Continuing Cookie Chronicle
(Note: This is a continuation of the Cookie Chronicle from Chapters 1 through 8.)
Part 1 Now that she is selling mixers and her customers can use credit cards to pay
for them, Natalie is thinking of upgrading her website to include the online sale of mixers
and payment by credit card. This would enable her to sell these mixers to a wider
range of customers using the Internet.
Natalie contacts her brother who originally prepared the website for her. He agrees to
upgrade the site so it can handle credit card security issues as well as direct order entry.
The cost of the upgrade is $1,800. This cost would be incurred and paid for during the
month of August 2012, and the upgrade would be operational September 1, 2012. Recall
that Natalie’s website had an original cost of $600 and is being amortized using the straightline
method over 24 months, starting December 1, 2011, with zero residual value. Additional
costs for website maintenance and insurance are estimated to be $1,200 per year.
If Natalie decides to upgrade the website, its useful life will not change and there
will be no change in residual value.
(a) Prepare the journal entry to record the upgrade.
(b) Calculate the monthly amortization expense before the upgrade and the accumulated
amortization and book value on August 31, 2012.
(c) Calculate the revised monthly amortization expense as of September 1, 2012.
(d) Calculate the accumulated amortization and book value on December 31, 2012.
(e) Explain to Natalie the difference in accounting for the website upgrade costs and accounting
for the costs incurred for website maintenance and insurance. In your explanation,
comment on the generally accepted accounting principles that affect the
accounting for these transactions.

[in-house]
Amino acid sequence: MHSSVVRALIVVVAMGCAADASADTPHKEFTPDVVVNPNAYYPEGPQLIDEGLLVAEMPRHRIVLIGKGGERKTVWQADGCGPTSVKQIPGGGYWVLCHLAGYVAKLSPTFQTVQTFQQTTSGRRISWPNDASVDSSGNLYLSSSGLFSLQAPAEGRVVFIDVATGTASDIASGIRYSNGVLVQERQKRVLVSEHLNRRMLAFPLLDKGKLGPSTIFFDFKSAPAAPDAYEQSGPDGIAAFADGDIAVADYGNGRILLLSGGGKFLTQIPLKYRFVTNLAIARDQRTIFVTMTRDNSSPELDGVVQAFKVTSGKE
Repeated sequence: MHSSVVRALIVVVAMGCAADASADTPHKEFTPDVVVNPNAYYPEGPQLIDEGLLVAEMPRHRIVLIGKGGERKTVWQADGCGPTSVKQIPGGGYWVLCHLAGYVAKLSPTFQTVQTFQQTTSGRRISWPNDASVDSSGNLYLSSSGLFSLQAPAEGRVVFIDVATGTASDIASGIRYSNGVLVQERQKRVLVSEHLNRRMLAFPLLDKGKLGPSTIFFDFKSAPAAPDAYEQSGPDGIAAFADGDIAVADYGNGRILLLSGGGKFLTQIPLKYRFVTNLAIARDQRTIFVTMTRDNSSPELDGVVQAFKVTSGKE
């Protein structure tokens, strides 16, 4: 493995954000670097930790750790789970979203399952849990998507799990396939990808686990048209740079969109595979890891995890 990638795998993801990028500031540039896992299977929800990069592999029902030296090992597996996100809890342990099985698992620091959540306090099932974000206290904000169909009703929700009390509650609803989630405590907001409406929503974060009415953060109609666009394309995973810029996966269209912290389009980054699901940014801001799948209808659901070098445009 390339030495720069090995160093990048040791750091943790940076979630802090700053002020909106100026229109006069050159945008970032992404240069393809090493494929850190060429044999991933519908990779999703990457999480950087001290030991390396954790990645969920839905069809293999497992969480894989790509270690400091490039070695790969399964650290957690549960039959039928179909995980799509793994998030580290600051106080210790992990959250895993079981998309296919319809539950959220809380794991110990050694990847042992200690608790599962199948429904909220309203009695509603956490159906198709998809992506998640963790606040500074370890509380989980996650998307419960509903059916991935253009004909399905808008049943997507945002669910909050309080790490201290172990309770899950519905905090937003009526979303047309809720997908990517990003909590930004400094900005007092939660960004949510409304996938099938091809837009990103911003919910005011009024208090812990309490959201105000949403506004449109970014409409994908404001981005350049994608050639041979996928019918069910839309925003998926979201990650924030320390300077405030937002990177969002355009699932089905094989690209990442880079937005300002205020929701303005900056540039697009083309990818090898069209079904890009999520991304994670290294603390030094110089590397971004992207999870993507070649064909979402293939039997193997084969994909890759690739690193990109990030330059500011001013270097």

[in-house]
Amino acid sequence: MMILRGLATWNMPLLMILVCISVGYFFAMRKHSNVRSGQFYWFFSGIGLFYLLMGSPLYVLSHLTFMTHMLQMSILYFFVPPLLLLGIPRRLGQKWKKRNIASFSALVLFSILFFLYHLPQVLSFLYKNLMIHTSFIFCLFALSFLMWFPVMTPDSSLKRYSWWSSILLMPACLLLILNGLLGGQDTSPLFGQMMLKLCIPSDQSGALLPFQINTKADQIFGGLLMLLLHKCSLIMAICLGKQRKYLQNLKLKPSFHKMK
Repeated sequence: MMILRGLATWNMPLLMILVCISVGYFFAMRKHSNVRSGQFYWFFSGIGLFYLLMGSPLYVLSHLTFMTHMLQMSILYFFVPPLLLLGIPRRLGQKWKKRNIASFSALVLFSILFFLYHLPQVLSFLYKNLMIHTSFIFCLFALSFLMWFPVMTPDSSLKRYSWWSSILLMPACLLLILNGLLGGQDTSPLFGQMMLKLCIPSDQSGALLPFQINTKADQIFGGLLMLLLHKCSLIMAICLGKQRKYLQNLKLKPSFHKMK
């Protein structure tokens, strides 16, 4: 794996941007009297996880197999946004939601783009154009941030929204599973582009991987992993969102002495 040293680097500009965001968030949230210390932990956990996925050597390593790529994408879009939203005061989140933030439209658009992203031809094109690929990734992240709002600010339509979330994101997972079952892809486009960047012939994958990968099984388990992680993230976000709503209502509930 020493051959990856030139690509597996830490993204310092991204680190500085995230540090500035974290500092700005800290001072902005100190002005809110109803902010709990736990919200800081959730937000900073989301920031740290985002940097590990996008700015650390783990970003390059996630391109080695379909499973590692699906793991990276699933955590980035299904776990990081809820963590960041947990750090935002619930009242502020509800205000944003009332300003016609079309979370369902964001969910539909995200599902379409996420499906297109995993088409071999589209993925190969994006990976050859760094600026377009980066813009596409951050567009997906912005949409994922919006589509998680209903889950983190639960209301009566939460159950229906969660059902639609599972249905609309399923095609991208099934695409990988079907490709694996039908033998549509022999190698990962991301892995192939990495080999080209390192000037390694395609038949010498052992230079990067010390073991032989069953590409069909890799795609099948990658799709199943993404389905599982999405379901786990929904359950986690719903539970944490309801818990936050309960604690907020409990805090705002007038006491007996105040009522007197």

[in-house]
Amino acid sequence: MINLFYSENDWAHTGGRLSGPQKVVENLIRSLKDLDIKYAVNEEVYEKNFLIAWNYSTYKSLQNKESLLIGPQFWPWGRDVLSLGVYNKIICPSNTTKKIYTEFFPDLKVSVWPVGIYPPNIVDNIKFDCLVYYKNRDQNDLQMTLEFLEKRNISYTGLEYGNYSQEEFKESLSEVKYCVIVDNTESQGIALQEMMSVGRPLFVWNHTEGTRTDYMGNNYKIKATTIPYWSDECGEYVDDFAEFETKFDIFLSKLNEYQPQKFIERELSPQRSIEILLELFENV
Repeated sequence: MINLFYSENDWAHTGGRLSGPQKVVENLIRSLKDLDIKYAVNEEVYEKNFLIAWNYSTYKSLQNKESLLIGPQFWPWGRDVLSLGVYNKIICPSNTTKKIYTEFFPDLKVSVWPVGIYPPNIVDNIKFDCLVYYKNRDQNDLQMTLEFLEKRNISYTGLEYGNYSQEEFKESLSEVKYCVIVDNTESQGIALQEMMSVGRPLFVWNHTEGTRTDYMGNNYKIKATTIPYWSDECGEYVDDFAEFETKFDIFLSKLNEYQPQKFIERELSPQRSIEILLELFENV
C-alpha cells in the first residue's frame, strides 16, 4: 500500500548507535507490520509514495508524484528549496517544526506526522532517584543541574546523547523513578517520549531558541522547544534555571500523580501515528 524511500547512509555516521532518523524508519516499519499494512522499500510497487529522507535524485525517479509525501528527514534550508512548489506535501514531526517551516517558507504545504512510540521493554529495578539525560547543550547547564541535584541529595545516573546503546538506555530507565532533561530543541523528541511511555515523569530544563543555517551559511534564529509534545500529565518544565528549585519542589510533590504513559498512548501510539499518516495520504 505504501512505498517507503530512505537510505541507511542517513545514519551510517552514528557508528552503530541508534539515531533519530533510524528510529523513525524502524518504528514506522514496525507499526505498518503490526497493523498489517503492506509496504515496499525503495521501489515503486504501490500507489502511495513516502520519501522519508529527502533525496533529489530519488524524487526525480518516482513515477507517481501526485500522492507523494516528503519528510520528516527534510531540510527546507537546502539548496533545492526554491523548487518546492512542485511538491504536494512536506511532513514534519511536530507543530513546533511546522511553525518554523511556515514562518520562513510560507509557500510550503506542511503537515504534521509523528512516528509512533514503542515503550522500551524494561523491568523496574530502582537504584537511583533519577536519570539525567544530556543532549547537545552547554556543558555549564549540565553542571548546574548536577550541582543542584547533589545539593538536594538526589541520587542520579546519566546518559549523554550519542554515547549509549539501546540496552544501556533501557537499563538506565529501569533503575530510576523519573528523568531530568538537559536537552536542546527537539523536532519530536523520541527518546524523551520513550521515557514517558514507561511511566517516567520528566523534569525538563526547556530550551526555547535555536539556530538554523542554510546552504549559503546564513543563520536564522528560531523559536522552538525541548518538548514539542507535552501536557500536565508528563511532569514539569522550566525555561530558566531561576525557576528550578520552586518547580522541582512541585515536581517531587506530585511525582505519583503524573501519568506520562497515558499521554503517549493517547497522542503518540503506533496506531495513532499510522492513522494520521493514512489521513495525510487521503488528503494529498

Part 2 Natalie is also thinking of buying a van that will be used only for business.
The cost of the van is estimated at $38,500. Natalie would spend an additional $2,500
to have the van painted. In addition, she wants the back seat of the van removed so
that she will have lots of room to transport her mixer inventory as well as her baking
supplies. The cost of taking out the back seat and installing shelving units is estimated
at $1,500. She expects the van to last her about 5 years, and she expects to drive it for
100,000 miles. The annual cost of vehicle insurance will be $2,400. Natalie estimates
that at the end of the 5-year useful life the van will sell for $6,500. Assume that she
will buy the van on August 15, 2012, and it will be ready for use on September 1, 2012.
Natalie is concerned about the impact of the van’s cost on her income statement and
balance sheet. She has come to you for advice on calculating the van’s depreciation.
(a) Determine the cost of the van.
(b) Prepare a depreciation table for straight-line depreciation (similar to the one in
Illustration 9-9). Recall that Cookie Creations has a December 31 fiscal year-end.
(c) What method should Natalie use for tax purposes? Provide a justification for your choice.
Is she required to use the same approach for financial reporting and tax reporting?
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